Interlakes Community Caregivers is a 501(c)3 nonprofit volunteer organization that provides supportive services to assist local residents in their daily lives to remain living independently in their own homes. Services include rides to medical and personal appointments, grocery shopping, and friendly visits and are provided at no charge.

ICCI is seeking volunteers to meet the current double-digit increases in demand. ICCI offers mileage reimbursement to its volunteer drivers, training, and flexibility to meet your personal schedule. Volunteers have the opportunity to stay active, maintain their skill sets, and meet interesting people while having a meaningful, positive and direct impact on the community.

To sign up for this free presentation, learn more about volunteer opportunities, or inquire about services, contact Ann Sprague, ICCI Executive Director, at 253-9275, ext. 4, or This email address is being protected from spambots. You need JavaScript enabled to view it..

 

09 07 Healthcare Conversations 

A free program titled “Having Conversations that Matter” will be presented on Sept. 20 at 10 a.m.  at the Meredith Community Center. Planning the event are, from left, Vint Choiniere, Meredith Parks & Recreation director;  Ann Sprague, Interlakes Community Caregivers executive director; and Mary Ellen McCormack, Lakes Region Visiting Nurse Hospice director and nurse liaison. (Courtesy photo)

Comfort Keepers - Caring for your feet as you age

By Martha Swats, owner/administrator, Comfort Keepers

Many older adults get frequent checkups, exercise regularly, and in general try to take good care of themselves, but one aspect of their health that they (and for that matter, younger people) frequently neglect is good foot care. Foot injury, neglect, and disease are major factors contributing to mobility, or lack thereof, in older adults.

In one study, 71 percent of respondents age 65 or older reported foot pain and problems, yet only 39 percent of them had sought medical advice and only 26 percent of them believe their foot problems were medical conditions.
Senior adults tend to experience more problems with their feet than younger adults simply because they have used them for longer. Women are four times more likely than men to have foot problems, probably because of the preponderance of high heels. Other conditions, such as diabetes and poor circulation can also affect foot health. The danger of neglecting feet can mean reduced quality of life; problems with coordination, balance, and gait, all of which produce an increased risk of falling; and can lead to diseases and infections. Like other parts of the body, however, good care and maintenance can go far in promoting health and ensuring that senior individuals remain mobile and independent.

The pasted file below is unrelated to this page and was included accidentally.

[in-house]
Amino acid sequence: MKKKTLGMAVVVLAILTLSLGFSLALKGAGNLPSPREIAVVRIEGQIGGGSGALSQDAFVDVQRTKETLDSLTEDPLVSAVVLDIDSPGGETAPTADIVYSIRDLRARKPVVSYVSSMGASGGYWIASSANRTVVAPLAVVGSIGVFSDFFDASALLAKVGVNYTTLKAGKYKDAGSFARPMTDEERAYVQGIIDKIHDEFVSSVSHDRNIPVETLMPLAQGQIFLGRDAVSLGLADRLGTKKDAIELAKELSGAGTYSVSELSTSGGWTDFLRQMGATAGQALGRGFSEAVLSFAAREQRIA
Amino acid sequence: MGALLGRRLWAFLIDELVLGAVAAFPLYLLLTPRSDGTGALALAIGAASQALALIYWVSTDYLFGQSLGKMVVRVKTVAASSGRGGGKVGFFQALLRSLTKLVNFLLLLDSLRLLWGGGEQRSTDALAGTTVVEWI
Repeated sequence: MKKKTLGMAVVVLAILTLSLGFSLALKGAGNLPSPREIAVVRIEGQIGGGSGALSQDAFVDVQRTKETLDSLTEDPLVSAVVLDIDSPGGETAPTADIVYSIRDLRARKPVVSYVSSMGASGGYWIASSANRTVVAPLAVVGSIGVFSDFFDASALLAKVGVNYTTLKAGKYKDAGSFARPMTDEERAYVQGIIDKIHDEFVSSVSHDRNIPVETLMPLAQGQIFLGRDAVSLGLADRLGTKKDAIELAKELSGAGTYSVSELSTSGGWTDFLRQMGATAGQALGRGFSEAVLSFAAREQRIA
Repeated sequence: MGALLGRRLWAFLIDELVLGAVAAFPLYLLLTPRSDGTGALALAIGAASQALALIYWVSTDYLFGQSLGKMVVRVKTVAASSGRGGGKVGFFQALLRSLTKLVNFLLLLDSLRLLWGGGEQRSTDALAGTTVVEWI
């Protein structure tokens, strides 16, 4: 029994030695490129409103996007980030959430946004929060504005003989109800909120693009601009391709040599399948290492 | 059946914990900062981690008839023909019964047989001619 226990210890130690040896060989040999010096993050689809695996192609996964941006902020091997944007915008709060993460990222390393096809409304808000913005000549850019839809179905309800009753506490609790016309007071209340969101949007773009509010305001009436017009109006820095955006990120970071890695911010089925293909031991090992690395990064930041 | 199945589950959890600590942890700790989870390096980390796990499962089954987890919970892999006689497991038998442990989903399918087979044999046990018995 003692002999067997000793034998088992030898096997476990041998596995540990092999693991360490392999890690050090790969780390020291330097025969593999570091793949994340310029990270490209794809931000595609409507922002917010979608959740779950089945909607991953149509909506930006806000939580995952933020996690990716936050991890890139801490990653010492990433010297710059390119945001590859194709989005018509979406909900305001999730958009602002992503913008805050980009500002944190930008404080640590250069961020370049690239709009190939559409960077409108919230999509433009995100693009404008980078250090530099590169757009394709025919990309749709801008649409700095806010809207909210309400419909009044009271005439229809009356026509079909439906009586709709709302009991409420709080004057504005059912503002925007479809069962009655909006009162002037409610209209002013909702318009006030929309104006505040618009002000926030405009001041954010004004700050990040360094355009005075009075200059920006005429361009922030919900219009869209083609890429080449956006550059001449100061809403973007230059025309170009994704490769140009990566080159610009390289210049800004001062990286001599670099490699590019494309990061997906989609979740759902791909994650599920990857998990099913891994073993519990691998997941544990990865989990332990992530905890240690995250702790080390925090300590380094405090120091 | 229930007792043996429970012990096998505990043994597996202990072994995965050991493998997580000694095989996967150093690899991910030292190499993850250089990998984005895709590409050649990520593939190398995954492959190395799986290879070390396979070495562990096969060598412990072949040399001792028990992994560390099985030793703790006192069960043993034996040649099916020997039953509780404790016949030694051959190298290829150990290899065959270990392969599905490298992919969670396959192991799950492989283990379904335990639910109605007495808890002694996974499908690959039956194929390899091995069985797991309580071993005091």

Self-Care for feet
Healthy seniors should monitor foot health by regularly cleaning and examining the feet for any changes or irregularities. Using mild soaps followed with lotion helps keep the skin from drying out, cracking, and itching. Ensuring the feet remain dry helps to fight off fungal infections as well and keeping the feet warm can aid in circulation.
Keeping toenails properly trimmed helps prevent problems such as in-grown nails and toe pain. Toenails should be cut straight across, not curved, using clippers designed for toenails, and should be slightly longer than the tips of the toes. Also regularly stretching the legs, calves, and feet; walking; and wearing appropriate shoes promote foot health and prevent conditions such as plantar fasciitis, which can cause debilitating heel pain.


Assisting with foot care
Caring for feet can become difficult for seniors who may be less flexible or have other impairments that prevent them from reaching, cleaning, and examining their feet. Caregivers may need to help in these cases, especially in seniors with medical problems, such as diabetes that can severely impact the feet, to ensure that feet and toenails are properly cared for.